Bloody shovel

Don't call it a spade

Doing it wrong 

A 10% cap would be reasonable. Alas China is no stranger to wasteful signaling spirals. Here’s hoping they put a stop to the education bubble madness. 

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23 responses to “Doing it wrong 

  1. Pingback: Doing it wrong  | @the_arv

  2. Pingback: Doing it wrong  | Reaction Times

  3. Rhetocrates July 8, 2017 at 16:37

    What in the world is this graph meant to show? What’s the difference between the bars and the line?

    • Johan Schmidt July 8, 2017 at 23:59

      My best guess is that if one is enrollment and the other is number of students, the gap represents drop-outs. That lends a pretty negative interpretation to the graph, though – if I’m right then dropouts seem to be spiking.

      • Rhetocrates July 9, 2017 at 05:13

        That’s the only sensible explanation to me. I was hoping someone had insider info, though.

        • j July 9, 2017 at 05:30

          The bars show absolute number of students per a population of 100,000. Basically, it is function of the population pyramid, if there are less people in the right age group, it cannot grow much.
          The line shows percentages, it is independent of absolute numbers. 40% going to the university is fantastic, China has a most over-educated population.

          • Dan_Kurt July 9, 2017 at 17:53

            re: ” 40% going to the university is fantastic” j

            Fantastic is the word for sure, j. Fantastic defined: 2. imaginative or fanciful; remote from reality.

            At most 6% of the Chinese youth ages 17 through 22 belong in a true college environment given the IQ curve not 40% as most there don’t have the brains to actually do college level work. It the same as in the USA with most students in college wasting their time as colleges have dumbed down the curriculum. It is a case of SKIM MILK masquerading as CREAM.

            Dan Kurt

          • Rhetocrates July 11, 2017 at 11:51

            This is a non-sensical answer. Number per unit population and percentage are the same metric, to a scalar multiplier.

            Yet the line and the tops of the bars clearly do not have the same slope.

            Thus my question.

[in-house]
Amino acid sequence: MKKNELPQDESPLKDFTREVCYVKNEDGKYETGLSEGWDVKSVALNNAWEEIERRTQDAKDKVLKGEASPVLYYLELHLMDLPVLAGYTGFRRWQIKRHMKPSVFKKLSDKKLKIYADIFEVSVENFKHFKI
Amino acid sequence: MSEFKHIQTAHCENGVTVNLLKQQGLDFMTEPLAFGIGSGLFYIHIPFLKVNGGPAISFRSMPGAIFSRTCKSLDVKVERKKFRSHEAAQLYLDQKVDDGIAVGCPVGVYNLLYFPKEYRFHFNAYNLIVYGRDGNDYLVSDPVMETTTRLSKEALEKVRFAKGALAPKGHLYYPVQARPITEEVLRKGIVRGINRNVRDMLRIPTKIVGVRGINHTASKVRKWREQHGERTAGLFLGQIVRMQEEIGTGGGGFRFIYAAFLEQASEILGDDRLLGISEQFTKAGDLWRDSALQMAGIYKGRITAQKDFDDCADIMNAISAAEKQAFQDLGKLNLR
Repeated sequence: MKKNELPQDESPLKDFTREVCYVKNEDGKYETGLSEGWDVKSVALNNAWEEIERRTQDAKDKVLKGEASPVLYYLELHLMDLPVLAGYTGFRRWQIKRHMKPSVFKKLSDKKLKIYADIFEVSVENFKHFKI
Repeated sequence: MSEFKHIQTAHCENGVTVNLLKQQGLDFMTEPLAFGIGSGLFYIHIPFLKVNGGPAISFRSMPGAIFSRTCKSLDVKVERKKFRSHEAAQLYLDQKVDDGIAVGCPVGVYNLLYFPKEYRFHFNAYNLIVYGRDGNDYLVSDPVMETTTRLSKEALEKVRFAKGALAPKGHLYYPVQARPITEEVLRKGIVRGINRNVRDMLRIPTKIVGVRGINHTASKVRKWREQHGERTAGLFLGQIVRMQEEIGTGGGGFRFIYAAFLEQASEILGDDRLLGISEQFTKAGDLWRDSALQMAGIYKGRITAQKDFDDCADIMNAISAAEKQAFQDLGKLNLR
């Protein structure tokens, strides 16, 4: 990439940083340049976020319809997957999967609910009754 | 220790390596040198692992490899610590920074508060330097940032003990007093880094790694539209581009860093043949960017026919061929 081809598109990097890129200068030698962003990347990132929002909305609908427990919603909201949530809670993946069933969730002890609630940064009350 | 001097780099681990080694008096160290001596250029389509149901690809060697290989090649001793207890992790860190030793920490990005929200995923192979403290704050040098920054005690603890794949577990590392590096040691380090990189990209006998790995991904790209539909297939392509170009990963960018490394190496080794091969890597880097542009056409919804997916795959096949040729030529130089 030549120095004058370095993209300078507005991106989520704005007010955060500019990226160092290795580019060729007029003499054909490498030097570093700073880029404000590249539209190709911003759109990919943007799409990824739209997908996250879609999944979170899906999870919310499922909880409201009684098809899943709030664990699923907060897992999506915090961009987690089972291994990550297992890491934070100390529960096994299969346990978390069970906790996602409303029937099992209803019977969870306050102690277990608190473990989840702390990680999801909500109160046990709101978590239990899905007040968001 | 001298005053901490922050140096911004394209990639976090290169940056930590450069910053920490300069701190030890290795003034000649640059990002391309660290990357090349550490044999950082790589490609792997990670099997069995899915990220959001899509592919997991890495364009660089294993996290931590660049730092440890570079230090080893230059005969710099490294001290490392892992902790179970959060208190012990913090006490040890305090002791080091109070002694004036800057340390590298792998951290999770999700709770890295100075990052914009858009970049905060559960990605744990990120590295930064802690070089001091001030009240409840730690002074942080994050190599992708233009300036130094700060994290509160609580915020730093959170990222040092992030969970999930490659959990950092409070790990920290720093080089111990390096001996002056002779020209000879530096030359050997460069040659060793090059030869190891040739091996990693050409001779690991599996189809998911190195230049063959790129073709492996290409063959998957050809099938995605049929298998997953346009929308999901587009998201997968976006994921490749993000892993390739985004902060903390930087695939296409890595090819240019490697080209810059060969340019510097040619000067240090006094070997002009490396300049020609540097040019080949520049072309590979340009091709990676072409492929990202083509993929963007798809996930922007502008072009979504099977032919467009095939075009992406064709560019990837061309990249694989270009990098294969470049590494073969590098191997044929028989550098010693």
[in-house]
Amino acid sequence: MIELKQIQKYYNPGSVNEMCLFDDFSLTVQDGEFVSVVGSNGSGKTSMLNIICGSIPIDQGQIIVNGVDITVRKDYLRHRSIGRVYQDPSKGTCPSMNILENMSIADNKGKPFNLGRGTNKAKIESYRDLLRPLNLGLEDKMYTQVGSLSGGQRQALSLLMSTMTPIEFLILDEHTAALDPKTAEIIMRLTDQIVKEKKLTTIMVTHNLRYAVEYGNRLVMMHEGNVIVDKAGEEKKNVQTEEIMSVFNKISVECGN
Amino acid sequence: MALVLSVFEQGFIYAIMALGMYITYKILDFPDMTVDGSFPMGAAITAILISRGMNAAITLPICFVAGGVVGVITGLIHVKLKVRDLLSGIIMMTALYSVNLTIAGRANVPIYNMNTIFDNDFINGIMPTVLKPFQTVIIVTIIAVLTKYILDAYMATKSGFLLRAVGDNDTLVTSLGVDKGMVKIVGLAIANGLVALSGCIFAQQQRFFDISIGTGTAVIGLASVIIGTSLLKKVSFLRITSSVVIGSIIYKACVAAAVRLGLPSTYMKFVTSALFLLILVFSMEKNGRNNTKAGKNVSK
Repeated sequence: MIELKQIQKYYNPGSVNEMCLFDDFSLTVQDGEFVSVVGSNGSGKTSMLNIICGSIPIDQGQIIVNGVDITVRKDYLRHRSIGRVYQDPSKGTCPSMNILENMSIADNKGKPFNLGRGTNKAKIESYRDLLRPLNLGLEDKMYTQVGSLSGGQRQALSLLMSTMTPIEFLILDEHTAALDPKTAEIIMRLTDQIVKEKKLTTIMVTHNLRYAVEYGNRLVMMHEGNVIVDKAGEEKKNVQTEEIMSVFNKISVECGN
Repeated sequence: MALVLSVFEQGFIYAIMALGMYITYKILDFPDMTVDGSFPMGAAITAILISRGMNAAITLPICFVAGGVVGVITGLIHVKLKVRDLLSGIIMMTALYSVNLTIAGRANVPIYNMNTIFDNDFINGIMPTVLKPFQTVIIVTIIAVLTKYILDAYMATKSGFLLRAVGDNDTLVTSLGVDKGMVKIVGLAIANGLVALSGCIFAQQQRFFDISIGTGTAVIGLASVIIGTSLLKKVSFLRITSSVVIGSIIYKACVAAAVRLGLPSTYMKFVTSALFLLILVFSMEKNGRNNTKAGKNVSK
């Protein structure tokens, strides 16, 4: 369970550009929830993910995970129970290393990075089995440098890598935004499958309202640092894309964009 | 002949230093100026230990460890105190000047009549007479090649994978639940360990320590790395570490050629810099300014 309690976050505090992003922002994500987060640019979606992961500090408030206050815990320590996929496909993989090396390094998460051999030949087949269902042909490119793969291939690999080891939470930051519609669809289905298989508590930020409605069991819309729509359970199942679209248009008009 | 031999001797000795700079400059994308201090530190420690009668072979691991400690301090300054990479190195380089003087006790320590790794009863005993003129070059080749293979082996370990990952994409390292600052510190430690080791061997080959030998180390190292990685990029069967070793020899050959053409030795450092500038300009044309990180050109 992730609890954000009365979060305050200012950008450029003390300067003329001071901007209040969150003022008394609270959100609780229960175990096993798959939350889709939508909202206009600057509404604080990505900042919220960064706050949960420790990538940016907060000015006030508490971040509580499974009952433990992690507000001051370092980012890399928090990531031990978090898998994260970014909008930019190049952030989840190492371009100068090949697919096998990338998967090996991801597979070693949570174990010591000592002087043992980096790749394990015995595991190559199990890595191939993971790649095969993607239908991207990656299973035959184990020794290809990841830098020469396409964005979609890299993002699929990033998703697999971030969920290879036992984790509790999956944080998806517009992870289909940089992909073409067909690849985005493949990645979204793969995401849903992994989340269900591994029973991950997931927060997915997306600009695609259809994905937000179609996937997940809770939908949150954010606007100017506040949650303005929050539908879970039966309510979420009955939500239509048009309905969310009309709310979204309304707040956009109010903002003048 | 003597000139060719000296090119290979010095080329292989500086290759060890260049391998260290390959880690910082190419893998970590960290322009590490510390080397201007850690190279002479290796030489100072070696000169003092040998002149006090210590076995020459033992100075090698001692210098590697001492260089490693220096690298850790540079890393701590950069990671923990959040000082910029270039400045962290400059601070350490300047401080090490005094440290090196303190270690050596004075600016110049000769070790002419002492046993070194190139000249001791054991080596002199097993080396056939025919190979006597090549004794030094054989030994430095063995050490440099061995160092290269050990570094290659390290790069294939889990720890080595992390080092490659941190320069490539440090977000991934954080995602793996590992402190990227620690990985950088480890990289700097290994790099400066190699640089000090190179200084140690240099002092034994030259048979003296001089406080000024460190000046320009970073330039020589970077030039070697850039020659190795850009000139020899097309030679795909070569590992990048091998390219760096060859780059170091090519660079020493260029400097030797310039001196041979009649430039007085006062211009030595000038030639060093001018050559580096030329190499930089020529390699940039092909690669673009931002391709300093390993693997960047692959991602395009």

• Johan Schmidt July 9, 2017 at 21:48

      Actually I changed my mind. I think the bars are the fraction of the total population in university, whereas the line is the percentage of high-school graduates in that year who matriculate university.

  4. Giovanni Dannato July 8, 2017 at 16:52

    I seem to remember the Chinese had a semper augustus tulip craze over tang, an artificially flavored brand-name orange koolaid powder. Not promising. Such are autistic civilized peoples.

  5. Issac July 8, 2017 at 19:33

    The black-pill interpretation: They’re overproducing to feed western demand because affirmative action and social justice are preventing western talent from matriculating sufficient native talent.

  6. Baruch Kogan (@BaruchKogan) July 8, 2017 at 20:26

    Depends what they are learning.

    • iMe July 15, 2017 at 00:54

      I have noticed a number of Chinese women who say they are “university researchers” or “teachers”.

      Granted they don’t have tenure, but still.. they are involved with academic teaching. Doing PhDs.

      Not in the USA, but in China!

      Never expected to see this.

  7. Seth Largo July 9, 2017 at 18:50

    I wonder what would happen to the numbers if it included Chinese studying abroad. There are tens of the thousands of them in American colleges alone.

  8. Inquiring Mind July 9, 2017 at 20:15

    This is China, so this cannot be the fruits that you cannot screen job applicants with tests in place of degree credentials on account of discrimination?

  9. Duke of Qin July 10, 2017 at 18:08

    This was inevitable. Taiwan and South Korea suffer from the same problem which showed up more than a decade earlier. The problem is dampened somewhat by two factors. Educational credentials are not as mandatory as they are in the West which has huge numbers of blacks and other lumpen populations that you are not legally allowed to screen out via any other method. Pretty acceptable to hook your son/daughter or nephew/niece with a job regardless or their qualifications.

    Second factor is the lack of the student loan inflated government fueled tuition arms race. Higher education is still fairly cheap in China. Even the most prestigious school in China only charges about $1800 per semester for undergrads. Middling schools where the vast majority are graduating from cost significantly less. Even community colleges in the US now costs far more than that. A flagship state university and you are looking at close to $10000 a semester and a “good” school with a recognizable brand name for your kid and you are looking at $30000-40000 or more per semester. Basically wages in the US are about 5x that of China, but education costs are around 10-20x.

  10. chris July 12, 2017 at 14:35

    But is it like the US and other Western countries where the increase in enrolments and grads is in the non-useful fields like Humanities and Social Sciences as opposed to STEM?

  11. Candide III July 13, 2017 at 13:01

    Relevant link: China Daily tells office workers that they mustn’t complain about blue-collars having higher wages than them, because supply and demand (h/t Sumner via Cowen).

    • Howard J. Harrison July 13, 2017 at 14:38

      Outstanding. At last. The men who actually build things should earn more than those of us (including me) who push papers around for a living. How soon will that happen in the U.S.?

      Candide, the brief article you link is one of the most interesting things I have read this summer. Maybe the Robocalypse will soon make all that irrelevant, or maybe it won’t; but for now, that’s good news.

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